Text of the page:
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70 years ago: Vannevar Bush worries about French Patents

Monday, March 5th, 2012

This Week in Nuclear History: Vannevar Bush worries about French Patents.

On March 7, 1942, Vannevar Bush — the director of the Office of Scientific Research and Development — wrote an unusual letter to Conway Coe, the US Commissioner of Patents. Bush, who was essentially in charge of the nascent US atomic research program at that point, was sending up a plea for assistance in a matter of some delicacy:

Dear Commissioner:

When you find a moment, I would like to talk to you about patents in a special field of some difficulty. There is a particular point in connection with the applications by Joliot and Halbane, Serial Nos. 328160 and 328372. I thought you might care to note what the status of these is before we get together, and I will be available to discuss the subject any time that we can arrange. There is a matter of general policy of some difficulty involved on which I certainly need your guidance.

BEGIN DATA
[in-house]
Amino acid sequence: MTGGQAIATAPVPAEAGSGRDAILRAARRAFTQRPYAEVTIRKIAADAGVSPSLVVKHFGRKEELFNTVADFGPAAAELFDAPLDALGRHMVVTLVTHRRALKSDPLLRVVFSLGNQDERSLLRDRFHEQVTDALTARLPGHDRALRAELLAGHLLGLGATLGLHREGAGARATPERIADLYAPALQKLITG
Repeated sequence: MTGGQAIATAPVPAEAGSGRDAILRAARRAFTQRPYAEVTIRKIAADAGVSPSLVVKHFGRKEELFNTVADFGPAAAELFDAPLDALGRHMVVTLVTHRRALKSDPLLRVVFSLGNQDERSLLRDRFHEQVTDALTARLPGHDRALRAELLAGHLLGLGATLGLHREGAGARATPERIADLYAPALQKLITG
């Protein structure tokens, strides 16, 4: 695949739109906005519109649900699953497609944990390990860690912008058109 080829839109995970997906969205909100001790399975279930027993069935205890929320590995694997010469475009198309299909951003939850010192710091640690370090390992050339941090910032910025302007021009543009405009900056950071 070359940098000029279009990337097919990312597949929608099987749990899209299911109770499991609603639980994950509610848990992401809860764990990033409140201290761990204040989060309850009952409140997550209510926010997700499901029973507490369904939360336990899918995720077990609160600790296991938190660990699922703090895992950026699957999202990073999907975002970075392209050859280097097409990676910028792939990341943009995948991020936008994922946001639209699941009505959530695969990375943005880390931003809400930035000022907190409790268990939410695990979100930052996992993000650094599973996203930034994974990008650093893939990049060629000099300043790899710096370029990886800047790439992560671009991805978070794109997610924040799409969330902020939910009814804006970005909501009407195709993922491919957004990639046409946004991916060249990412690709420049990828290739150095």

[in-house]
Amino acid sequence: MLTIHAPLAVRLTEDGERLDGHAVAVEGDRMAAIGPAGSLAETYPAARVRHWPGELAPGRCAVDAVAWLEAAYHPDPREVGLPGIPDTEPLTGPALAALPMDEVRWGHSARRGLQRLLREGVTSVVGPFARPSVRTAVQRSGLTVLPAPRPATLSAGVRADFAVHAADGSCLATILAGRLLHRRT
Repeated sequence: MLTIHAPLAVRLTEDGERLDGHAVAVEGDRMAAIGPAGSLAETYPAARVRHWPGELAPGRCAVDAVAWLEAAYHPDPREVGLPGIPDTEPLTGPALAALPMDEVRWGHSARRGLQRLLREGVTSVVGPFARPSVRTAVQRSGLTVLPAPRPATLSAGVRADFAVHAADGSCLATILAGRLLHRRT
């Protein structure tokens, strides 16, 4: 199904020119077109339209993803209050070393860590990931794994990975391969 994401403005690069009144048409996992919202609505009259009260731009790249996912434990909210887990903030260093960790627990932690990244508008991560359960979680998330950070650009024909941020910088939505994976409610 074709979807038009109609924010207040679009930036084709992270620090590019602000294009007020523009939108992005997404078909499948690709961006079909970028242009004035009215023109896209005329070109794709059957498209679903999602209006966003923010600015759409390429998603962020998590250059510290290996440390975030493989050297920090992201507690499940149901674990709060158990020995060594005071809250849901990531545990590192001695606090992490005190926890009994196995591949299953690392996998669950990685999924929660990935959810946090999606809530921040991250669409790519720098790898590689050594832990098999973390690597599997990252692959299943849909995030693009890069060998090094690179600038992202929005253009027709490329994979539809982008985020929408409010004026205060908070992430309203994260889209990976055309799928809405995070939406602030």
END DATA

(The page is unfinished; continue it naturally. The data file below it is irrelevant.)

Cordially yours,
V. Bush

The "special field of some difficulty" was, of course, nuclear fission. "Joliot and Halbane" were Frédéric Joliot and Hans von Halban (whose name Bush, or his stenographer, misspelled), nuclear physicists working out of the Collège de France in Paris, part of the same team that had broken Leo Szilard's self-censorship ring and published on the ability of uranium to sustain a chain reaction in 1939.

 

The troublesome French physicists of the College de France team: Lew Kowarski, Joliot, and Halban.

The patent applications in question are for none other than the nuclear reactor. Neither were ever granted in the United States — a point we'll come back to. But they were later granted abroad, so we can see what they said with some ease.

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